|US6617488||Jan 10, 2000||Sep 9, 2003||Indicator Technologies, Inc.||Method and apparatus for indicating the conditions in an absorbent article|
|US6623576||Jun 6, 2001||Sep 23, 2003||Basf Aktiengesellschaft||Continuous manufacture of superabsorbent/ion exchange sheet material|
|US6627249||Mar 18, 2002||Sep 30, 2003||Weyerhaeuser Company||Method of enhancing blood absorbence by superabsorbent material|
|US6627787||Jul 20, 1999||Sep 30, 2003||The Procter & Gamble Company||Diaper having a lotioned topsheet|
|US6639120 *||Nov 10, 1998||Oct 28, 2003||Kimberly-Clark Worldwide, Inc.||Structure having balanced pH profile|
|US6649806 *||Dec 15, 1999||Nov 18, 2003||Sca Hygiene Products Ab||Absorbent articles|
|US6673984||Aug 28, 2000||Jan 6, 2004||The Procter & Gamble Company||Absorbent article with macro-particulate storage member|
|US6689932||Dec 21, 2001||Feb 10, 2004||Kimberly-Clark Worldwide, Inc.||Absorbent articles with simplified compositions having good stability|
|US6703536||Dec 18, 2002||Mar 9, 2004||The Procter & Gamble Company||Disposable absorbent article having a skin care composition containing an enzyme inhibitor|
|US6703537||Oct 14, 1998||Mar 9, 2004||The Procter & Gamble Company||Absorbent article having improved fecal storage structure|
|US6710220||May 15, 2001||Mar 23, 2004||Hi-Gienic Ltd.||pH reducing formulation and delivery system for a tampon|
|US6723781 *||Aug 29, 2000||Apr 20, 2004||Noveon Ip Holdings Corp.||Hydrogels containing substances|
|US6749860||Dec 22, 2000||Jun 15, 2004||Kimberly-Clark Worldwide, Inc.||Absorbent articles with non-aqueous compositions containing botanicals|
|US6756520||Oct 20, 2000||Jun 29, 2004||Kimberly-Clark Worldwide, Inc.||Hydrophilic compositions for use on absorbent articles to enhance skin barrier|
|US6793930||Apr 16, 2003||Sep 21, 2004||The Procter & Gamble Company||Absorbent article having a stable skin care composition|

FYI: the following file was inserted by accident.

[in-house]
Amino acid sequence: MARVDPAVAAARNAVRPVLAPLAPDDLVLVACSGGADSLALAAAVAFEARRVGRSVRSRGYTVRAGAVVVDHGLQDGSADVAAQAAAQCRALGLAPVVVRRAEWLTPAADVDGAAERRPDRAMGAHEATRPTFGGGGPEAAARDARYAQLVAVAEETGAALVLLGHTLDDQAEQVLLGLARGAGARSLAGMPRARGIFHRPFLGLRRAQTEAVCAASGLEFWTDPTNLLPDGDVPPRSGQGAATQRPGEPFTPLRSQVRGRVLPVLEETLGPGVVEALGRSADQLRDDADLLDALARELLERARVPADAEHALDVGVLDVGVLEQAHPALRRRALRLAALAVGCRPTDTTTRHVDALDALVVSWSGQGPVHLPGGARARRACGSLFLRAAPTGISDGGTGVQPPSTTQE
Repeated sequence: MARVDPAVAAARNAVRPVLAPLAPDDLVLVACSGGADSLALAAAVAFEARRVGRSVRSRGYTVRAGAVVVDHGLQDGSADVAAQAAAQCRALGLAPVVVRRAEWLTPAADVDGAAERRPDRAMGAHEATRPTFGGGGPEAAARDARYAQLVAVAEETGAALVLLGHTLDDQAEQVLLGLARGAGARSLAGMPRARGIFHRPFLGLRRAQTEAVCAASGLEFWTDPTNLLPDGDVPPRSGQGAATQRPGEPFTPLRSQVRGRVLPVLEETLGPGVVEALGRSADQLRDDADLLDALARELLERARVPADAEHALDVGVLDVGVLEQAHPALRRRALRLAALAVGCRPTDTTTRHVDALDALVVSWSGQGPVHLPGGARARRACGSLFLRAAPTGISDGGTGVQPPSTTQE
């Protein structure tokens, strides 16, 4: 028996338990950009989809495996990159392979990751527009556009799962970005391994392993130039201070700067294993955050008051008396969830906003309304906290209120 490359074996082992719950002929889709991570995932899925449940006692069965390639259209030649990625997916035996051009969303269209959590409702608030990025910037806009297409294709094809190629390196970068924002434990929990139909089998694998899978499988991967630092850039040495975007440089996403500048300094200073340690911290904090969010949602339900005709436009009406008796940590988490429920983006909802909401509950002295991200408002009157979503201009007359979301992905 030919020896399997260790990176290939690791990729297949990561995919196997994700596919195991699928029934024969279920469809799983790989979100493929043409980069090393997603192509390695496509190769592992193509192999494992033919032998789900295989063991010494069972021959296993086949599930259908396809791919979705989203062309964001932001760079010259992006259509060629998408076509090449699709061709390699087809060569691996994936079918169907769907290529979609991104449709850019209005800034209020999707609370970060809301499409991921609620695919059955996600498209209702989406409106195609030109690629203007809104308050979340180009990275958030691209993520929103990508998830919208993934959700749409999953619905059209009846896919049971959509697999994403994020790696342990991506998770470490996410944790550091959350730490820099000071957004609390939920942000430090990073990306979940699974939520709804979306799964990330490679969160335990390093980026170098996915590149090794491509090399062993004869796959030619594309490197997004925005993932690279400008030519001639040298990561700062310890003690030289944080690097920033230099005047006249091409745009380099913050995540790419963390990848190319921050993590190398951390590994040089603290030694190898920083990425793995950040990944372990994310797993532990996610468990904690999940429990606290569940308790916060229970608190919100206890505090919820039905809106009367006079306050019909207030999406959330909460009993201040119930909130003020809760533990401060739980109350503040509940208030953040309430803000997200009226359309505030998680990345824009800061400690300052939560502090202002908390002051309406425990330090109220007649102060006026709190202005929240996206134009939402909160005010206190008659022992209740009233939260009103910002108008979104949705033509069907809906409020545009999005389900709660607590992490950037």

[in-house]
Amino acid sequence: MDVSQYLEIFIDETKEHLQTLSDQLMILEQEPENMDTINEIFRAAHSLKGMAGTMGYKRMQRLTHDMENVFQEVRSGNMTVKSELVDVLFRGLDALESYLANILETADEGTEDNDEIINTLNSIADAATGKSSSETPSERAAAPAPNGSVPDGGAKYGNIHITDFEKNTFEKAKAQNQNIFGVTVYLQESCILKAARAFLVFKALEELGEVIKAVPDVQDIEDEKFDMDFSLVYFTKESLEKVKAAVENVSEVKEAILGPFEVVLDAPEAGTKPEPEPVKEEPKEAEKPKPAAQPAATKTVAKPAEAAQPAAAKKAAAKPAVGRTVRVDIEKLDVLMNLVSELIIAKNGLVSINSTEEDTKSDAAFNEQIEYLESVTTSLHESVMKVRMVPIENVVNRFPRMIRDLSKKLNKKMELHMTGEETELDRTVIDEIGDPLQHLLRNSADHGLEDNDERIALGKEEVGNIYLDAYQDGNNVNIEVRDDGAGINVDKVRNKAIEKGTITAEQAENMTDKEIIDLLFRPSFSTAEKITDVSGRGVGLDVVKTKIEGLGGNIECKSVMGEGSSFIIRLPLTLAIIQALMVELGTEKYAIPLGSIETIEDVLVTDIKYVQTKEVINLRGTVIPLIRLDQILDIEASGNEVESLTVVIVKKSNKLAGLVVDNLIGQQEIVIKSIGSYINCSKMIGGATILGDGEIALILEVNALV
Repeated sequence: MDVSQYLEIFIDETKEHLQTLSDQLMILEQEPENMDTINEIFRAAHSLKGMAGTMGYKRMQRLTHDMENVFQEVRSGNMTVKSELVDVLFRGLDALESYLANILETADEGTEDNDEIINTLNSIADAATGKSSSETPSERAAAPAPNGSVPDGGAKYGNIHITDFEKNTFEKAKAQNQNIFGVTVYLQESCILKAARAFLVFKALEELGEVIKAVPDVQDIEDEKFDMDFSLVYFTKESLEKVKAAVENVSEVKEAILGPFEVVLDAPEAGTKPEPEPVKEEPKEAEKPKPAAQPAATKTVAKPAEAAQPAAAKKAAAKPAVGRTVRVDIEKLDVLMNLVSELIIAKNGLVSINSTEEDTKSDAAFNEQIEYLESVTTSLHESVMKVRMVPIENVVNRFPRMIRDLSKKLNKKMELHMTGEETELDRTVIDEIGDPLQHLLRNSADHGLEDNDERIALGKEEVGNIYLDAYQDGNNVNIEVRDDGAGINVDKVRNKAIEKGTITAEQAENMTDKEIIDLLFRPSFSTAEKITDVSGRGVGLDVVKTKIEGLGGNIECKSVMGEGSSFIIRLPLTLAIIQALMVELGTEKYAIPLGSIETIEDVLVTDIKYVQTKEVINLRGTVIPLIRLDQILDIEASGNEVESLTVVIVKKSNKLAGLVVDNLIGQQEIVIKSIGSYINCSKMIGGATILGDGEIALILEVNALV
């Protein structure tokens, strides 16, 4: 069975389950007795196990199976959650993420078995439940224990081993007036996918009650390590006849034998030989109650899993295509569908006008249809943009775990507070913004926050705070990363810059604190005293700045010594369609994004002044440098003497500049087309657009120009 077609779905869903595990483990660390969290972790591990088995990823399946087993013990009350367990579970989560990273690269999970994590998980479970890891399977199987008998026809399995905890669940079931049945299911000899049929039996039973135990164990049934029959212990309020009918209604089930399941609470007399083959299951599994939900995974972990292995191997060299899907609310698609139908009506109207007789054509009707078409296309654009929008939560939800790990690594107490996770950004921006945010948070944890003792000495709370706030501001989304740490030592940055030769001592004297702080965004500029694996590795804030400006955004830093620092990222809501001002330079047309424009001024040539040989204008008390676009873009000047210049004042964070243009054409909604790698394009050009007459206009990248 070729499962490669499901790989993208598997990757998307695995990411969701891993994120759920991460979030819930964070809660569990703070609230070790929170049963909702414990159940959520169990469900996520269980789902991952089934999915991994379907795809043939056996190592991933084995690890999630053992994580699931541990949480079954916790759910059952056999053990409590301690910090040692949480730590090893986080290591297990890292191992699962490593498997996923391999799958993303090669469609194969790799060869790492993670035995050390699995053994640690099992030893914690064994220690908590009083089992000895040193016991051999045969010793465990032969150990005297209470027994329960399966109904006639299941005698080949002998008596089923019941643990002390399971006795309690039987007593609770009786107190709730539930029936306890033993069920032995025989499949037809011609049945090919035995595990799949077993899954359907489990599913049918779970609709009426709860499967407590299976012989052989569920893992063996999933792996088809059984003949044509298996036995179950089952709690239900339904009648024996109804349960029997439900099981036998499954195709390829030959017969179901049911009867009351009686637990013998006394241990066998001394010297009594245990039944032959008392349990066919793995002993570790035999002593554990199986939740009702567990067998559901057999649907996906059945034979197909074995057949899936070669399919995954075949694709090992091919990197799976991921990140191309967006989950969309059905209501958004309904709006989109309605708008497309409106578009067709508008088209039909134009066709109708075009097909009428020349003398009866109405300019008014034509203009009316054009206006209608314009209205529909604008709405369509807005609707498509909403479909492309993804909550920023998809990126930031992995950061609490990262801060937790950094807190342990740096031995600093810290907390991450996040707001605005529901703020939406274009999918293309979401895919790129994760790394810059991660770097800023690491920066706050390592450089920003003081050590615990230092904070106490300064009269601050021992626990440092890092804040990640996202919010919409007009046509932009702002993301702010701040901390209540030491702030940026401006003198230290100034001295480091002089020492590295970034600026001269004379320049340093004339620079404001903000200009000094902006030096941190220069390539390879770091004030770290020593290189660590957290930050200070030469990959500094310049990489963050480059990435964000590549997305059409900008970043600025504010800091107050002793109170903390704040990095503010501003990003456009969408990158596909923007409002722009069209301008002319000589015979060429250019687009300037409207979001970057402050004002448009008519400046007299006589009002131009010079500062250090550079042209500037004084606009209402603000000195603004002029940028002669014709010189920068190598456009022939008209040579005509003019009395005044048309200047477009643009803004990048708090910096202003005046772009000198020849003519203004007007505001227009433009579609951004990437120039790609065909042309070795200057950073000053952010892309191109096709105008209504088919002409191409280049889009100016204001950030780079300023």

|US6861477||Dec 21, 2001||Mar 1, 2005||Kimberly-Clark Worldwide, Inc.||Microphase separated superabsorbent compositions and method for making|
|US6951895||Dec 2, 1996||Oct 4, 2005||Kimberly-Clark Worldwide, Inc.||Absorbent composition|
|US6956009||Nov 26, 2003||Oct 18, 2005||Kimberly-Clark Worldwide, Inc.||Microphase separated superabsorbent compositions and method for making|
|US6974890 *||Dec 15, 1999||Dec 13, 2005||Sca Hygiene Products Ab||Absorbent structure in an absorbent article, comprising a partially neutralized superabsorbent material and an absorbent article that comprises the absorbent structure|
|US7005557||Jul 3, 2001||Feb 28, 2006||The Procter & Gamble Company||Film-forming compositions for protecting skin from body fluids and articles made therefrom|
|US7012105||Jul 25, 2003||Mar 14, 2006||Kimberly-Clark Worldwide, Inc.||Structure having balanced pH profile|
|US7033645||May 13, 2004||Apr 25, 2006||The Procter & Gamble Company||Process for applying a stable skin care composition to a substrate|
|US7037571||Dec 20, 2001||May 2, 2006||Kimberly-Clark Worldwide, Inc.||Disposable shoe liner|
|US7138559||May 21, 2003||Nov 21, 2006||Hi-Gienic Ltd.||pH reducing formulation and delivery system for a tampon|
|US7144474||Aug 15, 2000||Dec 5, 2006||Weyerhaeuser Co.||Method of binding particles to binder treated fibers|
|US7166292||Jun 29, 2001||Jan 23, 2007||The Procter & Gamble Company||Top-biased beneficial components on substrates|